The Ministry of Environment, Forest and Climate Change (MoEF) has listed Neelakurinji (Strobilanthes kunthiana) under Schedule III of the Wildlife (Protection) Act, 1972, including it on the list of protected plants. Hence, Neelakurinji has joined the list of 19 plants that are listed under Schedule III.
This move is aimed at protecting the plant from being destroyed or uprooted, which has become a major threat to the flowering areas. The new order also includes strict penalties for those found guilty of destroying or uprooting the plant.
Penalties for destroying the plant
According to the new order, individuals who uproot or destroy the Neelakurinji plant will be fined Rs 25,000 and imprisoned for three years. The new order also states cultivation and possession of Neelakurinji are not permitted.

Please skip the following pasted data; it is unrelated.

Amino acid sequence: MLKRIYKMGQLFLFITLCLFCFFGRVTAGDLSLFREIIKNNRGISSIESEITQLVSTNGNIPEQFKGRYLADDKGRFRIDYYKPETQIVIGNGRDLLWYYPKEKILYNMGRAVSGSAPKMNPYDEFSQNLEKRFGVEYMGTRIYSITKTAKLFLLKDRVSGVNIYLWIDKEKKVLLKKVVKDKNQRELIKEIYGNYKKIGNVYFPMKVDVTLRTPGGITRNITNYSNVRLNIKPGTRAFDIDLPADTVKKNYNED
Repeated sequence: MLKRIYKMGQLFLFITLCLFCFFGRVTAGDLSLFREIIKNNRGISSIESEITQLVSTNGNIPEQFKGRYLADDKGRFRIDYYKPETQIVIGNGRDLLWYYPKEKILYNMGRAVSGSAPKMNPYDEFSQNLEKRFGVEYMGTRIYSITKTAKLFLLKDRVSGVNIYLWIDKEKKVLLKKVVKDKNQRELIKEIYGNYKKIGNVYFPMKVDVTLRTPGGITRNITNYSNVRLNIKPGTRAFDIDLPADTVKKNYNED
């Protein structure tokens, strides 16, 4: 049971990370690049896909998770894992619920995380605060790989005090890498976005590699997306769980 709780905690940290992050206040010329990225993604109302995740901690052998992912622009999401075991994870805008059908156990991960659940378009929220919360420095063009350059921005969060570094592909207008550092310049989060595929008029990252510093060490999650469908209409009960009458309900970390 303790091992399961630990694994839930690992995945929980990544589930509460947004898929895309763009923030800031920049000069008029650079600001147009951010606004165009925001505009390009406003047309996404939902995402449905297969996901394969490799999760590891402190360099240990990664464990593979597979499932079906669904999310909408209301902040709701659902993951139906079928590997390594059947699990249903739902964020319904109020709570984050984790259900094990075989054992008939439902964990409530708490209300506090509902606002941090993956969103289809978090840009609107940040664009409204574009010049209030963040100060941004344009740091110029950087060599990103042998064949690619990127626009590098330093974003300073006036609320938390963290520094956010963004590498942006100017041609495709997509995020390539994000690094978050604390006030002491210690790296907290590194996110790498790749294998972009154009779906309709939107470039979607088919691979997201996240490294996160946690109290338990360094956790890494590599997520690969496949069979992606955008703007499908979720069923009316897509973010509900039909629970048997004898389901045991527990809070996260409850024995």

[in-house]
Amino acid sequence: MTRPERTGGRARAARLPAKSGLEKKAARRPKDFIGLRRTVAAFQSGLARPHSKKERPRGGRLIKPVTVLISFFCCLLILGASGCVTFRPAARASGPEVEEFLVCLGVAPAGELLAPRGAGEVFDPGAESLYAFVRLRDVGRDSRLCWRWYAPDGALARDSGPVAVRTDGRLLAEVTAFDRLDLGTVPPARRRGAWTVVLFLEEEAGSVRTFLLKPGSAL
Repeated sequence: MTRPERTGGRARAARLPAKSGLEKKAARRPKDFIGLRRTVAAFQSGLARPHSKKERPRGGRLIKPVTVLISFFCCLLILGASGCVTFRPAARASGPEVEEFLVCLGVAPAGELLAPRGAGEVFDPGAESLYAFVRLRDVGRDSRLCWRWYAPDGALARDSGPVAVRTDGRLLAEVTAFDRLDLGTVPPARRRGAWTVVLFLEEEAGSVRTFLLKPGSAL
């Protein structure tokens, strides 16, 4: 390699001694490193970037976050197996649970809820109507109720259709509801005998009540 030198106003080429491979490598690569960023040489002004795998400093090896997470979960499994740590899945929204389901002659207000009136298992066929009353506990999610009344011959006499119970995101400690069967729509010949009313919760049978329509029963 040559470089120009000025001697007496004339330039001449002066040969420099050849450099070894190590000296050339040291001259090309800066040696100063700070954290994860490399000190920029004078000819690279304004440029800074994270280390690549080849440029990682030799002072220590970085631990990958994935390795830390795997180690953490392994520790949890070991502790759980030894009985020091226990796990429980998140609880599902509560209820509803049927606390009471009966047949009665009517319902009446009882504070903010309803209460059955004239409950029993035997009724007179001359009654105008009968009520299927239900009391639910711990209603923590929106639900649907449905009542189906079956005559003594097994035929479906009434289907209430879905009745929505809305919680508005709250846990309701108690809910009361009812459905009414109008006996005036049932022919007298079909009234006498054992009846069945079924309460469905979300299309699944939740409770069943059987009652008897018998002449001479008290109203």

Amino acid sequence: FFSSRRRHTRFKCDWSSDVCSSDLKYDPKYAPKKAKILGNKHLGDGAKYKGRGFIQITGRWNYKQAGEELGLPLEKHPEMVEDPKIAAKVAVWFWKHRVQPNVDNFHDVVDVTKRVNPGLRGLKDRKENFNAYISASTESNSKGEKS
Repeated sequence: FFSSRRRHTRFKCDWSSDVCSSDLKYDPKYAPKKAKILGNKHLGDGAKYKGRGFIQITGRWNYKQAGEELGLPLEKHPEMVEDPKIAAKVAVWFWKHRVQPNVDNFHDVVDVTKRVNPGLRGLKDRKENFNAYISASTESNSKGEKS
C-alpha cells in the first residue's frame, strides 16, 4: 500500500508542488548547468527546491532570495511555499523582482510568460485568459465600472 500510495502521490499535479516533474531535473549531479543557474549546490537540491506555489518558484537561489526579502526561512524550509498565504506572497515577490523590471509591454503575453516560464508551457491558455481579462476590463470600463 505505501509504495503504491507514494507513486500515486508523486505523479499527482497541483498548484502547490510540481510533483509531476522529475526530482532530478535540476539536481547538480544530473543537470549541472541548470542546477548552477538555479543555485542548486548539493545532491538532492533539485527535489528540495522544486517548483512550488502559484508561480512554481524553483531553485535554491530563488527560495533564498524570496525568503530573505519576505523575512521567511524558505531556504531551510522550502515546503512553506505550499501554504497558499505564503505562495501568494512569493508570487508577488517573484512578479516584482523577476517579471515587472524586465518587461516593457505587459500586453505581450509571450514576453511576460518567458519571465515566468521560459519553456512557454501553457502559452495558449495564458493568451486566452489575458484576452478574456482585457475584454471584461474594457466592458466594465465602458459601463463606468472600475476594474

The blooming of Neelakurinji plant is a major tourist attraction in Munnar, a hill station in Kerala.
Neelakurinji is among the exotic flora found in the forests of Munnar here is the Neelakurinji. This flower, which bathes the Nilgiri hills in blue every twelve years, will bloom next in 2030 AD.
Why is there a need for Neelakurinji protection?
Neelakurinji is an endemic plant found in a small stretch in the Western Ghats, from the Mangaladevi hills to the Nilgiris hills. The most popular variety of Neelakurinji is Strobilanthes kunthiana which blooms once in 12 years.
However, some other rare varieties of Neelakurnji are also found in the Western Ghats region. The blooming of Neelakurinji is a huge drawcard for the tourists, who flock in large number to the locations where it blooms. However, this has also led to the destruction and uprooting of the plant, which is a major threat to the flowering areas.